Some anti-Treaty activists advocated seizing land from absentee landlords, and in early 1923 Kevin O'Higgins claimed in the Dáil that 'the illegal occupation of land’ is ‘a definite part and parcel of the organised campaign against the State'. But how ready were local anti-Treaty IRA leaders and volunteers to defend their 'betrayed Republic' by expropriating land? Tony Varley explains

In the Dáil on 4 January 1922, Alec McCabe, TD for Sligo and Mayo East, advocated accepting the Treaty partly for the reason that 'the land question is still as far as ever from settlement'. McCabe’s prediction was that failure to accept the Treaty risked a resumption of war in which the ‘landless workers will have recourse to more deadly weapons than hazel sticks in attacking the ranches’. Something McCabe did not predict was that some leading elements within the anti-Treaty IRA would soon be promoting land seizures as a means of defending their cause and appealing to popular support.

Notes from Mountjoy

By late August 1922 an imprisoned Liam Mellows had realised that military struggle would never of itself deliver victory to the anti-Treaty side. In making his case to the senior anti-Treaty IRA leadership to set up a ’Provisional Republican Government’ and implement the First Dáil’s Democratic Programme of January 1919, Mellows illustrated what he had in mind by quoting selectively from an article in the Communist Party of Ireland’s Workers’ Republic of 22 July 1922.

Manifesto of the Communist Party of Ireland 1922 National Library of Ireland
Manifesto of the Communist Party of Ireland excoriating the Treaty and the idea of the Free State. Image courtesy of the National Library of Ireland

Besides urging the anti-Treaty IRA leadership to embrace the nationalisation of industry, transport and the banks, the Irish Communists had counselled it (in Mellows’ words) to seize ‘the lands of the aristocracy (who support the Free State and the British connection)’ and to divide them ‘amongst those who can and will operate it for the nation’s benefit, etc.’

Mellows went on to note how the anti-Treaty IRA Executive had already in May 1922 adopted a scheme for the ‘confiscation and distribution’ of ‘demesnes and ranches’. Largely the work of P.J. Ruttledge, this scheme actually went further than the Communist proposal (which confined itself to absentee landlords) in proposing to expropriate lands held by the Congested Districts Board, absentee landlords, and large resident landlords (with the exception of 100 or 200 of their acres).

But how ready were local anti-Treaty IRA leaders and volunteers to defend their betrayed Republic by expropriating land? On 17 May 1923 Kevin O’Higgins, Minister for Home Affairs, claimed in the Dáil that ‘the illegal occupation of land’ is ‘a definite part and parcel of the organised campaign against the State. Officers were appointed by the Four Courts executive whose special function and duty it was to stir up agrarian trouble of this kind and stir up this spirit of confiscation and wanton illegality’.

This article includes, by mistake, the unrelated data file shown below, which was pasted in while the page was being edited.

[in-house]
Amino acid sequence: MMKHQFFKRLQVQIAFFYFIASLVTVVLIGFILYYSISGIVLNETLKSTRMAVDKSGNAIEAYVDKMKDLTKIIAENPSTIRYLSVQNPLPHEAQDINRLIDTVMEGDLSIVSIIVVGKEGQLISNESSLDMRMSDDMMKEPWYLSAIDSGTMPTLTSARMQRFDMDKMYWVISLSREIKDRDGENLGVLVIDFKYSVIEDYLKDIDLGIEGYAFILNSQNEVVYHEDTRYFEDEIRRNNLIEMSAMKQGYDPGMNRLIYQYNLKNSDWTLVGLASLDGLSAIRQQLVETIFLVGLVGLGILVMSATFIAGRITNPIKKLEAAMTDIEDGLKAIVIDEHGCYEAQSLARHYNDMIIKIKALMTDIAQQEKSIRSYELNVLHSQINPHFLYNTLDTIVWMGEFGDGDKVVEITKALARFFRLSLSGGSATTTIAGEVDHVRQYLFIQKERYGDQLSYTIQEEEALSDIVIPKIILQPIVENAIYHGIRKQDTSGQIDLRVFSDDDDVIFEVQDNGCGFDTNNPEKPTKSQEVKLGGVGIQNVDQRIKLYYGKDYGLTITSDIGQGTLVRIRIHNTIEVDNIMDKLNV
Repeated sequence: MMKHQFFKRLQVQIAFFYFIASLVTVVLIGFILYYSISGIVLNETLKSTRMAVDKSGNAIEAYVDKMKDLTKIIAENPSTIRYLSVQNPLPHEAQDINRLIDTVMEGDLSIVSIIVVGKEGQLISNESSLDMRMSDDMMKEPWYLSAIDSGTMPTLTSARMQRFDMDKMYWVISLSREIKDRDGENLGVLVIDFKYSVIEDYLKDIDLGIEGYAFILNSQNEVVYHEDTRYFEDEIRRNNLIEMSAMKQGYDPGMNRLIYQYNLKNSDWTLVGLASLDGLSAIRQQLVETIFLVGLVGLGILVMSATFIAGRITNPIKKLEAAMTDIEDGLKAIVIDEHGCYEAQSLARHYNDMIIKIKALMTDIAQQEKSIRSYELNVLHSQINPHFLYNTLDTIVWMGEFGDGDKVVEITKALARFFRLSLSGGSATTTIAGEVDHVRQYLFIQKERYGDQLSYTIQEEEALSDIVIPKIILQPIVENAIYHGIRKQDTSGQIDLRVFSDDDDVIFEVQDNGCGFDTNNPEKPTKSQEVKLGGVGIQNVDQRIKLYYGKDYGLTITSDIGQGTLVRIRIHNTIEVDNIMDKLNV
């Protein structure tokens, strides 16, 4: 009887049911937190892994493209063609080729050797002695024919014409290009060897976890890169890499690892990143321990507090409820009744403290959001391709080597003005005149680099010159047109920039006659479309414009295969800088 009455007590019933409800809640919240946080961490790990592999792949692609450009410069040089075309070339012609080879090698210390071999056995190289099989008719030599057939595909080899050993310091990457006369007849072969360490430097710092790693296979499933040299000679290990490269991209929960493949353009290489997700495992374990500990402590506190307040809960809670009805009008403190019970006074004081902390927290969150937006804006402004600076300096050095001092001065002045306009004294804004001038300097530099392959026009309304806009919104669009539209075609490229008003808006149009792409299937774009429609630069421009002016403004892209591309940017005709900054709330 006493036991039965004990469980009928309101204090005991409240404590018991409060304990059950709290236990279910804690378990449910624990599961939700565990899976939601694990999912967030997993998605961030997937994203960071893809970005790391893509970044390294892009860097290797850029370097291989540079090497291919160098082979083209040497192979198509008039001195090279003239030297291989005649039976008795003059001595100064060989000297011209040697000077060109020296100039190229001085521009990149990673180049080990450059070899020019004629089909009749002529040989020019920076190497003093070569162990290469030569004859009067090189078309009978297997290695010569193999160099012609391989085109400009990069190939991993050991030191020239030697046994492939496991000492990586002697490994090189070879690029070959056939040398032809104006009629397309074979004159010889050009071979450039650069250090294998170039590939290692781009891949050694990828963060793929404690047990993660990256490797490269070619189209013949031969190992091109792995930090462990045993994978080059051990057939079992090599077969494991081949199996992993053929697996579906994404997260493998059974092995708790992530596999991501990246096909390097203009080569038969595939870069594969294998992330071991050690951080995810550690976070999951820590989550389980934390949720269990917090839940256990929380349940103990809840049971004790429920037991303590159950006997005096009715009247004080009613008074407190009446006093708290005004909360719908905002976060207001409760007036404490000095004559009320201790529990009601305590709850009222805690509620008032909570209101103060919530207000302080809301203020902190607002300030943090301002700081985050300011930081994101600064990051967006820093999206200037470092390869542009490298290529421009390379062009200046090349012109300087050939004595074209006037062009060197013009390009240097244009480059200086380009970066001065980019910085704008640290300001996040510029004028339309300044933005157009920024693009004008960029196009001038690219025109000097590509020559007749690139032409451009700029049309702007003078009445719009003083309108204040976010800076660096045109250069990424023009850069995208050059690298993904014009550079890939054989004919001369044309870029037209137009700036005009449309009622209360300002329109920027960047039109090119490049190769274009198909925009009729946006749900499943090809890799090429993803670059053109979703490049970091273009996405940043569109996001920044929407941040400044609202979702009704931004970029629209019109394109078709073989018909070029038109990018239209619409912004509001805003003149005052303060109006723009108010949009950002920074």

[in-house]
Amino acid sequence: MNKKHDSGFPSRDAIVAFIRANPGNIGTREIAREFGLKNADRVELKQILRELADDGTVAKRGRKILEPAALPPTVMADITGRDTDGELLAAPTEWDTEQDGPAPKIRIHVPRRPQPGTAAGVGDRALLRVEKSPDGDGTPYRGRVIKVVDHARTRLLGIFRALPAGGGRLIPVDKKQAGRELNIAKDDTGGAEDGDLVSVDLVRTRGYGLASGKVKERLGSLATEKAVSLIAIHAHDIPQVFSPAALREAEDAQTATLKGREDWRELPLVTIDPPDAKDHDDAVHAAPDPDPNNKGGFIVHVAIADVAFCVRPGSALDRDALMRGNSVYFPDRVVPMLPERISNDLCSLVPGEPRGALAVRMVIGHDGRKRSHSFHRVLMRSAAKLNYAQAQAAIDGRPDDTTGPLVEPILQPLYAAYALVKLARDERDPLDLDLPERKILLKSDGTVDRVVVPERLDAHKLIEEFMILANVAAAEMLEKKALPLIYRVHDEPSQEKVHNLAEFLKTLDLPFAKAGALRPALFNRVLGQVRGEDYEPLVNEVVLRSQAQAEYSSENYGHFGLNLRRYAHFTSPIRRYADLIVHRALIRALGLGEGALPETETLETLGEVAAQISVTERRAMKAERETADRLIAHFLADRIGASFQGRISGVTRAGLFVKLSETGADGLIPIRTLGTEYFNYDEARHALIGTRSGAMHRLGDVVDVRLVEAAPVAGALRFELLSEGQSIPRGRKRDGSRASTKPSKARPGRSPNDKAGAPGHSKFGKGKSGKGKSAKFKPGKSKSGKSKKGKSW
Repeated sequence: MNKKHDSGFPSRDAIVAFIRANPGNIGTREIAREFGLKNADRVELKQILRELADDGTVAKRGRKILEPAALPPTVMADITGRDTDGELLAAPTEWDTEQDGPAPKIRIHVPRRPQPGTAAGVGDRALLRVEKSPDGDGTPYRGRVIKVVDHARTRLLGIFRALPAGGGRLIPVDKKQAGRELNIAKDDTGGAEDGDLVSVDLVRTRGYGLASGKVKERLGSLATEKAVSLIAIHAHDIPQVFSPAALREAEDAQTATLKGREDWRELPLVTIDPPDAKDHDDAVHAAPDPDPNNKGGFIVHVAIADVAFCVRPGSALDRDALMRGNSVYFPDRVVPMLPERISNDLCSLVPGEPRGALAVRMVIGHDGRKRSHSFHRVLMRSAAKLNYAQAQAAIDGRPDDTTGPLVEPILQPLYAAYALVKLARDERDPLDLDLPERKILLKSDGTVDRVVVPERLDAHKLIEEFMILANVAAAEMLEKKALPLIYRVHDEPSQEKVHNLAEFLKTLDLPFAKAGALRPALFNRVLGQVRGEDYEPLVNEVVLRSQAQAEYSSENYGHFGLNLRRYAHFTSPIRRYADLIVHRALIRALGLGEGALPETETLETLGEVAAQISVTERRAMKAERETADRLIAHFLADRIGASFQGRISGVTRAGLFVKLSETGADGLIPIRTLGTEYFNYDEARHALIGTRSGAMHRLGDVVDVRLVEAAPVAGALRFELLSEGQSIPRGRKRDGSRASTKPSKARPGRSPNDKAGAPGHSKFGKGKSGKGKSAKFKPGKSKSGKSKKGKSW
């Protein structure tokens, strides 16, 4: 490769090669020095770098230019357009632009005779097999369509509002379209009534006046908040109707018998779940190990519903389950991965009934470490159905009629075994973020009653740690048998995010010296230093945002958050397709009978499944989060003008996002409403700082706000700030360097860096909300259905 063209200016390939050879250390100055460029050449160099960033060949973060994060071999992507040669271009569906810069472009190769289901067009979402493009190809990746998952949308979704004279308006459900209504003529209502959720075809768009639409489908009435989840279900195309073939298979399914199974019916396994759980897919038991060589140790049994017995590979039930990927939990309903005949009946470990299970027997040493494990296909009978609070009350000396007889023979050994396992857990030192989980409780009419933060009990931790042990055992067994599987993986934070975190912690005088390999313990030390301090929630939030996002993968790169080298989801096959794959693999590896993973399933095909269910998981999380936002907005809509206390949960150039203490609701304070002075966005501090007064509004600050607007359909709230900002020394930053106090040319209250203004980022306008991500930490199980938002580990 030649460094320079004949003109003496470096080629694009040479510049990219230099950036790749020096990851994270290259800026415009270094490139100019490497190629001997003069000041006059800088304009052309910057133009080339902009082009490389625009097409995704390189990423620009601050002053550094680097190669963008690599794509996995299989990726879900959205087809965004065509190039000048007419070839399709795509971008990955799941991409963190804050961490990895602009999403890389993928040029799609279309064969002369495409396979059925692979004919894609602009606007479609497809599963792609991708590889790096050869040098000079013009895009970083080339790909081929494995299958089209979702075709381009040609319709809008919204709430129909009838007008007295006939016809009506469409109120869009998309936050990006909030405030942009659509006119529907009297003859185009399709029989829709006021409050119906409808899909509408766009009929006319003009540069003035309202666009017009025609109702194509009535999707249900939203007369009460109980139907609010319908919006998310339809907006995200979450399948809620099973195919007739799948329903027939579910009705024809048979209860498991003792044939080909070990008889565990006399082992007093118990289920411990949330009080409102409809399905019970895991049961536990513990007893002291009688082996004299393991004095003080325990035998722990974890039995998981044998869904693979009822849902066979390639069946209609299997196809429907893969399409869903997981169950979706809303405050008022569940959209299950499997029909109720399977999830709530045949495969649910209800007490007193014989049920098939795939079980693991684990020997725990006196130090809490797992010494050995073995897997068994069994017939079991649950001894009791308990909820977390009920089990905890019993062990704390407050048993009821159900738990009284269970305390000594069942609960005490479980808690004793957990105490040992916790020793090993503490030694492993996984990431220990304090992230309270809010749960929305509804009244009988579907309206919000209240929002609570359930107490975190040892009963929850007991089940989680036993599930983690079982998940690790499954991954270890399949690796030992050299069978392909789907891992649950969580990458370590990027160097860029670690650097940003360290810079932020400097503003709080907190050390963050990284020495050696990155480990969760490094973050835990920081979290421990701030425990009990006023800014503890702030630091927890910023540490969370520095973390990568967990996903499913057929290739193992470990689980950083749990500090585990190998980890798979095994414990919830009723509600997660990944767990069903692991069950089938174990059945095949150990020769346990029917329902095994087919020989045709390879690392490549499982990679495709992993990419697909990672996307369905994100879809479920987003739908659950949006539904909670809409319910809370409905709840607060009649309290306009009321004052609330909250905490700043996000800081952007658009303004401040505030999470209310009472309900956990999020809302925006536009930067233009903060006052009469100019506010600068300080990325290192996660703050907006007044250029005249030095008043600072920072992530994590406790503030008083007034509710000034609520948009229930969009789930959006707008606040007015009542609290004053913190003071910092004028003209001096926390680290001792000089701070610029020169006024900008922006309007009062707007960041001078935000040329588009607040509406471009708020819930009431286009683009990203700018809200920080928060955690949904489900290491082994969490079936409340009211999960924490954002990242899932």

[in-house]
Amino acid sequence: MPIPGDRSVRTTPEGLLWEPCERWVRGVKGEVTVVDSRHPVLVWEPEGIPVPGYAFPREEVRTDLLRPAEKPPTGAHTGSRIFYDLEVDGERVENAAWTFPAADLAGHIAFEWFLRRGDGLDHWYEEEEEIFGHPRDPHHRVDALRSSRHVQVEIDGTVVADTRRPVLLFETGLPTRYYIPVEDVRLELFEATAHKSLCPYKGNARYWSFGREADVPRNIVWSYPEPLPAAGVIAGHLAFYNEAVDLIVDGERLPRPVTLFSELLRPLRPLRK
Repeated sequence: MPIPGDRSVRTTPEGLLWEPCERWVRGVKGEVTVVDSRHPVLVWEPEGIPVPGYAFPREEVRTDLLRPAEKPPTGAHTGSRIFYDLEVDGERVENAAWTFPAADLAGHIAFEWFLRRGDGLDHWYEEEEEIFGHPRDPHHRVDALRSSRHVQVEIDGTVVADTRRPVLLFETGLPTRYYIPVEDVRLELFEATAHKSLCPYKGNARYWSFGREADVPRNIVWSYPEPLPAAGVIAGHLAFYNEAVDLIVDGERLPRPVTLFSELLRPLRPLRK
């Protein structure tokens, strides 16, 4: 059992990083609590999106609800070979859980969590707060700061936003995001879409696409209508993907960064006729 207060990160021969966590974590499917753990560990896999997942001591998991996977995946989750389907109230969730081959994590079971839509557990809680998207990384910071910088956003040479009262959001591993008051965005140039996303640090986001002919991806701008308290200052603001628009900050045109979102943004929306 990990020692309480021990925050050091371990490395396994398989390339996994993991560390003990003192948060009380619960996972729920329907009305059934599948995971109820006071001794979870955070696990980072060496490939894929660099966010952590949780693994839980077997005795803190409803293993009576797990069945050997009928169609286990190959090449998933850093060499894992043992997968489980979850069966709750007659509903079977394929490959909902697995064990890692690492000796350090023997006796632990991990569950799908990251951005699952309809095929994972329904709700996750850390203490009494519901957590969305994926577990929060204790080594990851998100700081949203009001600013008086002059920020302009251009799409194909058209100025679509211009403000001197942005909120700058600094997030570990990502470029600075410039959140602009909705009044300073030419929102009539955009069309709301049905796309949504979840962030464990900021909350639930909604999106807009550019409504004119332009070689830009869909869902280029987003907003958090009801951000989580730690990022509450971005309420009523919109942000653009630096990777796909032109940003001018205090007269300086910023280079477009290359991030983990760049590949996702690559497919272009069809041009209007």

‘Political’ or ‘agrarian’?

Of course, not all agrarian intimidation in 1922-3 depended on active IRA stimulation; and decoupling anti-Treaty IRA agrarian attacks from civilian ones can sometimes be anything but straightforward. Likewise separating the ‘political’ from the ‘agrarian’ character of incidents (such as arson attacks on Big Houses) typically poses challenges of interpretation.

The burned out ruins of a big house set on fire in the Civil War
The burnt-out ruins of Sir Horace Plunkett's house at Kilteragh in Foxrock, County Dublin, which was destroyed by anti-Treaty forces at the tail end of the Civil War. Photo: Walshe/Getty Images

What is nonetheless clear is that conditions favourable to diverse forms of agrarian intimidation materialised with the law-and-order vacuum created by the absence of British forces; the Provisional Government’s disputed legitimacy along with its initially rudimentary policing capacity; and the progressively more severe post-war economic slump.

Further stoking land hunger and land-related intimidation was the perception of many – especially in places where local life-chances depended heavily on having access to land – that land reform (either wholly or partly) had passed them by.

Prior to the shelling of the Four Courts on 28 June, a surge of agrarian incidents was already generating a sense of moral panic in some quarters. ‘The country’, the Irish Times noted with alarm on 5 June 1922 in response to a wave of rent strikes and land seizures, was ‘slipping swiftly into agrarian and every other kind of ruin…’. It was therefore imperative that the Provisional Government lose no time in restoring ‘the reign of law’ and vindicating ‘the rights of property’.

Elite responses